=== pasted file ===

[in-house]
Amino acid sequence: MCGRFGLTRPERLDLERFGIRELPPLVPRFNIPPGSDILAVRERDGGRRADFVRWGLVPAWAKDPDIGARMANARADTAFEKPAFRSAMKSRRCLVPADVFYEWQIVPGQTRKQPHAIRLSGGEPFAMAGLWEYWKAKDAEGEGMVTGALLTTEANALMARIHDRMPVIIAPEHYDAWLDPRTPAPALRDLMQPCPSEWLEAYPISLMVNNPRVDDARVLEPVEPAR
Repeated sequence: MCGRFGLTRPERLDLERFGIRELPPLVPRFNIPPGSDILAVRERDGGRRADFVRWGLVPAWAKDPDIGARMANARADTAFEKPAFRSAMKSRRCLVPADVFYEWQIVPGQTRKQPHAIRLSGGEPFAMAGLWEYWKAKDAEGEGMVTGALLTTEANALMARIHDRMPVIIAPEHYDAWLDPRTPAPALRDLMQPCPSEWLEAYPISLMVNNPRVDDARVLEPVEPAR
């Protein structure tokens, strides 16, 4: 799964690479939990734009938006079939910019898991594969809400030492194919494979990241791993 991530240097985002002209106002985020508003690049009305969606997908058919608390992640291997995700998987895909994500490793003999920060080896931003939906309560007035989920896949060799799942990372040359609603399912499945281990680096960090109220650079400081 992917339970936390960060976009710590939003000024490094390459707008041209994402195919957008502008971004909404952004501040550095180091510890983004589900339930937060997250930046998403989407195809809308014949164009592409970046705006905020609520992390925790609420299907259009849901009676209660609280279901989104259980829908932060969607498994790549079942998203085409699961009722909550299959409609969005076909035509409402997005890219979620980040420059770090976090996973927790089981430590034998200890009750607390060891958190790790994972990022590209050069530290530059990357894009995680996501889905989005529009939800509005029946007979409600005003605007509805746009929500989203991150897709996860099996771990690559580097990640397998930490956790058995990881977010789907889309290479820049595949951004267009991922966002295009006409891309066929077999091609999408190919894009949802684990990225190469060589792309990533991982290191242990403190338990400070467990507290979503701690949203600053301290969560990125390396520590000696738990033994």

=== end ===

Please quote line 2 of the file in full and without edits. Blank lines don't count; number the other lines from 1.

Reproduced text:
Amino acid sequence: MCGRFGLTRPERLDLERFGIRELPPLVPRFNIPPGSDILAVRERDGGRRADFVRWGLVPAWAKDPDIGARMANARADTAFEKPAFRSAMKSRRCLVPADVFYEWQIVPGQTRKQPHAIRLSGGEPFAMAGLWEYWKAKDAEGEGMVTGALLTTEANALMARIHDRMPVIIAPEHYDAWLDPRTPAPALRDLMQPCPSEWLEAYPISLMVNNPRVDDARVLEPVEPAR